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Old 06-21-2013, 03:02 AM   #11
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I ferment in mine as well already. I do 10 gallon batches which is actually 11 with trub and yeast lost. I'm just thinking of a cool and cheap way to make them into nicer fermenters. I like the idea of flipping it over.

What type and size fittings do I need to fit the sanke tap?

I'm wanting to wrap them in copper lines and make them glycol chilled eventually. I think they will be economical and awesome
What part of your plan do you think will be an improvement? Not trying to dissuade you, just curious.

A 2" tri-clamp fitting fits perfectly on a standard type D sankey neck. You'll likely need to either trim a standard tri-clamp gasket, or make your own gaskets out of silicone baking sheets or similar material though.

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I've thought about dump valves but have also read that you need a good angle on bottom for trub and yeast to slide down.
Typically 60° is considered the minimum angle for the trub to slide properly, but it doesn't need to be quite that steep if it's highly polished. The slight angle on either end of a sankey isn't enough to get the trub to move at all.
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Old 06-21-2013, 04:42 AM   #12
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I've had different ideas in my mind of what to do but I wanted to put it to everyone else to see if anyone has done it or if there was any different ideas.
I will put up a build thread of me making these probably.

In the end this is what I want and plan to do.

I want them on legs, I would like the top open enough to get my arms in to clean and work on, eventually with glycol jackted lines around them.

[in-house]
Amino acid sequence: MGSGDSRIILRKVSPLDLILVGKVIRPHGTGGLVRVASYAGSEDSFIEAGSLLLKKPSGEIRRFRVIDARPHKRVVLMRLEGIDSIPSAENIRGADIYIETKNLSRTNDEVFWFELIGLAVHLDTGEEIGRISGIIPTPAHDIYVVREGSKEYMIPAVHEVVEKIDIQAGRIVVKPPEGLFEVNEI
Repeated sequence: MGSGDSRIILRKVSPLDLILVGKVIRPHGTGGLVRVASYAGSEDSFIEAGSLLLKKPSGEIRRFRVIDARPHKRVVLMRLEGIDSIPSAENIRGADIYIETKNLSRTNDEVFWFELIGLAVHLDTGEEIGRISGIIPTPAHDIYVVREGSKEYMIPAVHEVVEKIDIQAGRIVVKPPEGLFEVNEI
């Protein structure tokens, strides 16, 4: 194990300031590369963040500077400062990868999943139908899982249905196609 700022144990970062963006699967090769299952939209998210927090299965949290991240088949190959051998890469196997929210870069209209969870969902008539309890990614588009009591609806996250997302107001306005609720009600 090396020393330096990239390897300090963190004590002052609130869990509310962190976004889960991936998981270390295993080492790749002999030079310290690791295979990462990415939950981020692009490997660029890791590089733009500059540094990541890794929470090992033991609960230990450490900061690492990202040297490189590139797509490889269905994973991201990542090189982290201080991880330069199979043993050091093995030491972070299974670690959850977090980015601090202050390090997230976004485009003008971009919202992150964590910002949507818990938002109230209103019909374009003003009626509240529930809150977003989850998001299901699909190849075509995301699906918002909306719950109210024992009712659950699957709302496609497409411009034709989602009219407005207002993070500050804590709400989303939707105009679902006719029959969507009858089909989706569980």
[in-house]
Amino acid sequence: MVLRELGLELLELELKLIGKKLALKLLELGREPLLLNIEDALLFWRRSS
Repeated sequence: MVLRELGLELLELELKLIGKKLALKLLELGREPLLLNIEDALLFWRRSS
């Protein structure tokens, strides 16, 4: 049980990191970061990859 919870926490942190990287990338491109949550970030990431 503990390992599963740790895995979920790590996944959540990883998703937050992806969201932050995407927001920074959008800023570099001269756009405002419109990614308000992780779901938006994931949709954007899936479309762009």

To accomplish I will make leg frame that they sit on but can be removed easily.
Turn upside down and put dump valve to pull yeast off with and a side valve to pull clean beer off.
Cut the bottom of the keg open(which when it's turned over will be the top) and find stainless lid and a gasket for that
And then wrap tightly with copper lines going to pump and tank in freezer with glycol.

Any suggestions, comments, websites that could help me with this?

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Old 06-21-2013, 02:38 PM   #13
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How large of bath sizes are you putting in each ?
I get 12-13 gallons of finished beer out of one 15.5 gallon sanke keg fermenter.
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Old 06-21-2013, 02:47 PM   #14
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Originally Posted by josterhues View Post
I've had different ideas in my mind of what to do but I wanted to put it to everyone else to see if anyone has done it or if there was any different ideas.
I will put up a build thread of me making these probably.

In the end this is what I want and plan to do.

I want them on legs, I would like the top open enough to get my arms in to clean and work on, eventually with glycol jackted lines around them.

To accomplish I will make leg frame that they sit on but can be removed easily.
Turn upside down and put dump valve to pull yeast off with and a side valve to pull clean beer off.
Cut the bottom of the keg open(which when it's turned over will be the top) and find stainless lid and a gasket for that
And then wrap tightly with copper lines going to pump and tank in freezer with glycol.

Any suggestions, comments, websites that could help me with this?
This is an awesome addition to a sanke fermener. http://www.brewershardware.com/sanke-fermenter-kits/

This cap makes it super easy to transfer the beer under pressure using CO2.

I use a standard fridge with a ranco controller for temp controlling the ferment. Most standard top freezer style fridges will hold a sanke keg.

I clean the sanke keg by inverting it over a sump pump and recirculating 180F PWB solution. 30 mins of recirculation and it's completely clean. Then rinse off the PWB with hot water.